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Formation of the Union of South Africa
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This lesson discusses the colonisation of South Africa under the Dutch in theback17th century and the 1910 formation of Union of South Africa.

Nandini Maharaj
MA in Applied Human Rights from Sheffield Hallam University, BA (Hons.) History from LSR, reader, dancer, love to teach, AIR 42 in 2018 UPSC

Unacademy user
special Thankx for this awesome course and Mam please as last days cover all the topic never leave anything ...Special Thankx and it becomes one stop solution for us...
mam just one question- will you share your map work thing for optional on free platform or on paid platform. it's my humble request please please don't share it on paid platform.
Actually I have been preparing for SSC CGL. and I would like to get the adaquate knowledge for the prelims examination
mam ancient and medieval which one is best means either Tamilnadu board or Poonam dalal please mam,,,, suggest me
Nandini mam my name is Nitesh maharaj
Congratulations for crack the CSE-2018. Wish you good luck for future.

  2. THE FORMATION OF THE UNION OF SOUTH AFRICA South Africa has had a complicated history. The first Europeans to settle there permanently were members of the Dutch East India Company - founded a colony at the Cape of Good Hope in 1652. -It remained a Dutch colony until 1795, during that time, the Dutch, who were known as Afrikaners or Boers (a word meaning 'farmers'), took land away from the native Africans and forced them to work as labourers, treating them as little better than slaves. They also brought more labourers in from Asia, Mozambique and Madagascar.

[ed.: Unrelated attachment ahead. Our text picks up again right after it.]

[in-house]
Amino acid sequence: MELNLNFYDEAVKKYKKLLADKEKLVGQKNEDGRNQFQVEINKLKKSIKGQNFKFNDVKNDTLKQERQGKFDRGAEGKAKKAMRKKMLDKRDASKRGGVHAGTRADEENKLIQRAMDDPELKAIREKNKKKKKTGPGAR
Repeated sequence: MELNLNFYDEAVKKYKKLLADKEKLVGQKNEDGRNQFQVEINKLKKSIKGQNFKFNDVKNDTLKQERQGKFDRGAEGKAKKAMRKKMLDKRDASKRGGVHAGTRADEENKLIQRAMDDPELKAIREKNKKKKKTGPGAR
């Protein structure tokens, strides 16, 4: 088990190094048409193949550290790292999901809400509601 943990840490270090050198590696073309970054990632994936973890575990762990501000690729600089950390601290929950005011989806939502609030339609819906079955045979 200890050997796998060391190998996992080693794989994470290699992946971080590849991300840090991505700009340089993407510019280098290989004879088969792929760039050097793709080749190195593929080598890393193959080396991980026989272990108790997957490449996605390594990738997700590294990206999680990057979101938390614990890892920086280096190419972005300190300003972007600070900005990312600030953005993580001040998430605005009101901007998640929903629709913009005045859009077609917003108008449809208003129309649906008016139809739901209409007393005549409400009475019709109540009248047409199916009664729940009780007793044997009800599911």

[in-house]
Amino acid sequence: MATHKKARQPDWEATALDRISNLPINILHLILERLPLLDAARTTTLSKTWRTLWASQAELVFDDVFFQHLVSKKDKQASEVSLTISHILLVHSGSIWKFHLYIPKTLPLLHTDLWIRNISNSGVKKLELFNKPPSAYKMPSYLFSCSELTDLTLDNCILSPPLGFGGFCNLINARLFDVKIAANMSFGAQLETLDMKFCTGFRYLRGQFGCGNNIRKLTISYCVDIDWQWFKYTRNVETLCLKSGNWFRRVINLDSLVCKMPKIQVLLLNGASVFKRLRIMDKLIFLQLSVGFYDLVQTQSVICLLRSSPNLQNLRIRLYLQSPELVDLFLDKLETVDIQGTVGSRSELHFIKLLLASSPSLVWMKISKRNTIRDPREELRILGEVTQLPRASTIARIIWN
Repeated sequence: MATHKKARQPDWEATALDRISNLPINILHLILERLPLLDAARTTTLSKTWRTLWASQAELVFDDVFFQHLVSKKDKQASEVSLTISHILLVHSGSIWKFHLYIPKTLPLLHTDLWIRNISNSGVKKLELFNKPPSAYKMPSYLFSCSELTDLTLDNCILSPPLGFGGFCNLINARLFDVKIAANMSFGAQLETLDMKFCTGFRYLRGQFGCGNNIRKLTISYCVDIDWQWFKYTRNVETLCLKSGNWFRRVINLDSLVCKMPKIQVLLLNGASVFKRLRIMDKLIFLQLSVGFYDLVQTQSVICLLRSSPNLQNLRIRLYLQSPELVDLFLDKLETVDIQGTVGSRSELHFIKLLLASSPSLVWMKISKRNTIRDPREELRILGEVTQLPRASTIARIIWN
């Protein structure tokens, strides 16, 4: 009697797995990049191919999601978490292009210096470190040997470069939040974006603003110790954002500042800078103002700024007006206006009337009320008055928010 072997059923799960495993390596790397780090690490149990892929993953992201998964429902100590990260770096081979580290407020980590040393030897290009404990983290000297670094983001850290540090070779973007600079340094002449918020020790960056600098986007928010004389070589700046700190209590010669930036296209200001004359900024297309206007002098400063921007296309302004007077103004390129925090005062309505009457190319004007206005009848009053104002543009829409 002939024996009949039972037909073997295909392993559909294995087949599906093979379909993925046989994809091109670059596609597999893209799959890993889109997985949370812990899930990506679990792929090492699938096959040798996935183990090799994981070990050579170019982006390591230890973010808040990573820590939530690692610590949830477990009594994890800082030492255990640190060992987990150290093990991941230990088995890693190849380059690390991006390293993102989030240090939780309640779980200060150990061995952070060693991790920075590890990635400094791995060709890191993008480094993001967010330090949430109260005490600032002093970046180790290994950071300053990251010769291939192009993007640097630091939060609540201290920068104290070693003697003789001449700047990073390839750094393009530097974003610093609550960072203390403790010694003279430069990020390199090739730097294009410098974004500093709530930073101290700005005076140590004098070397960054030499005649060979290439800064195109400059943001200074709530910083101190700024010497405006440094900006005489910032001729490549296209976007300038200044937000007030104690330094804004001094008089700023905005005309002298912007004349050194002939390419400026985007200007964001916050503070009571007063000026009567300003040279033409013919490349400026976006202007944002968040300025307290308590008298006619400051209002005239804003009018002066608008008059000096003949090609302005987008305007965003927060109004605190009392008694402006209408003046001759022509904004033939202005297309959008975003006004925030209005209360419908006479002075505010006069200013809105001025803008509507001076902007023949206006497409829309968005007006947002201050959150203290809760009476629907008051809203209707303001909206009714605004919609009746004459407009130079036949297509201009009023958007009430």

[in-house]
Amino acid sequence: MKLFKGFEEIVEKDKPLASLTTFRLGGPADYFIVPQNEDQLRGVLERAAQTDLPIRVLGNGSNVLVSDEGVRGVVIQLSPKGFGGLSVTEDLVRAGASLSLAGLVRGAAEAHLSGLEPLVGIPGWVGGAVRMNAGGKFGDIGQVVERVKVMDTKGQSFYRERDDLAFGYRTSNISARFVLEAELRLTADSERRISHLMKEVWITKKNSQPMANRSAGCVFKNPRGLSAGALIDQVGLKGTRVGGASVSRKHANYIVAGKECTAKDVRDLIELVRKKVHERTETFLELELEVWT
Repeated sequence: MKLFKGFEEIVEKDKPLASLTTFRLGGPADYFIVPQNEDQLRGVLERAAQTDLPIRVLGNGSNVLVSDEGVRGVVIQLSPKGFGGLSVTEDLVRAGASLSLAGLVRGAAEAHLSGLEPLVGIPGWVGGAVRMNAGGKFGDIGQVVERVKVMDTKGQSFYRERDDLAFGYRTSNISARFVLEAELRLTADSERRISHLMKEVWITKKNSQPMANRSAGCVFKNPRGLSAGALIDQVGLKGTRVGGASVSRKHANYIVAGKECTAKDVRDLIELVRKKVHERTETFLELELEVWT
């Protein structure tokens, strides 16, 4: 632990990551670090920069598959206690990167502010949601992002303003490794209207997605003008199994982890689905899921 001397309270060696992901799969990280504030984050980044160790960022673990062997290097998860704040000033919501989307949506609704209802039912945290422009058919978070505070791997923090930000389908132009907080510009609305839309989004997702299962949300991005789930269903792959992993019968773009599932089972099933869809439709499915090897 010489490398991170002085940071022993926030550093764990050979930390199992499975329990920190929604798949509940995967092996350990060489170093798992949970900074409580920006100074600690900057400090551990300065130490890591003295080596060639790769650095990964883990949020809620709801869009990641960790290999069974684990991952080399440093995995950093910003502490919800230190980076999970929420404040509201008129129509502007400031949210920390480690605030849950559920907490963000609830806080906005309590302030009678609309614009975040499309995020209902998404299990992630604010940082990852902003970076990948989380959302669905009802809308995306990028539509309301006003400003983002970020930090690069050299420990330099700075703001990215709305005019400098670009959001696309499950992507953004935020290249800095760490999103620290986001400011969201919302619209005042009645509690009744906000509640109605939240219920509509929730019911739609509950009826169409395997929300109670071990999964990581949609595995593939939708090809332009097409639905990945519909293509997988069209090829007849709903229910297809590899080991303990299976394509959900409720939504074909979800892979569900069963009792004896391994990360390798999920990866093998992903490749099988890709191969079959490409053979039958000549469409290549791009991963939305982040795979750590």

3. In 1795 the Cape was captured by the British during the French Revolutionary Wars The 1814 peace settlement decided that it should remain British. Many British settlers went out to Cape Colony. The Dutch settlers became restless under British rule, especially when the British government made all slaves free throughout the British Empire (1838) The Boer farmers felt that this threatened their livelihood, and many of them decided to leave Cape Colony. They moved northwards (in what became known as 'the Great Trek') and set up their own independent republics of the Transvaal and Orange Free State (1835-40) Some also moved into the area east of Cape Colony known as Natal.

  4. In the Boer War (1899-1902) the British defeated the Transvaal and the Orange Free State, and in 1910 they joined up with Cape Colony and Natal to form the Union of South Africa. The population of the new state was mixed: Approximately 70 per cent were black Africans, known as Bantus; 18 per cent were whites of European origin; of these about 60 per cent were Dutch, the rest British; .9 per cent were of mixed race, known as 'coloureds'; 3 per cent were Asians.

  5. Matabeleland German South West Africa Bechuanaland (British Protectorate) South African Republic Transvaal) az Stella Land Griqua Land Orange Zulu Land West Free State Basuto Natal Land Gnqua Land East Cape Colony

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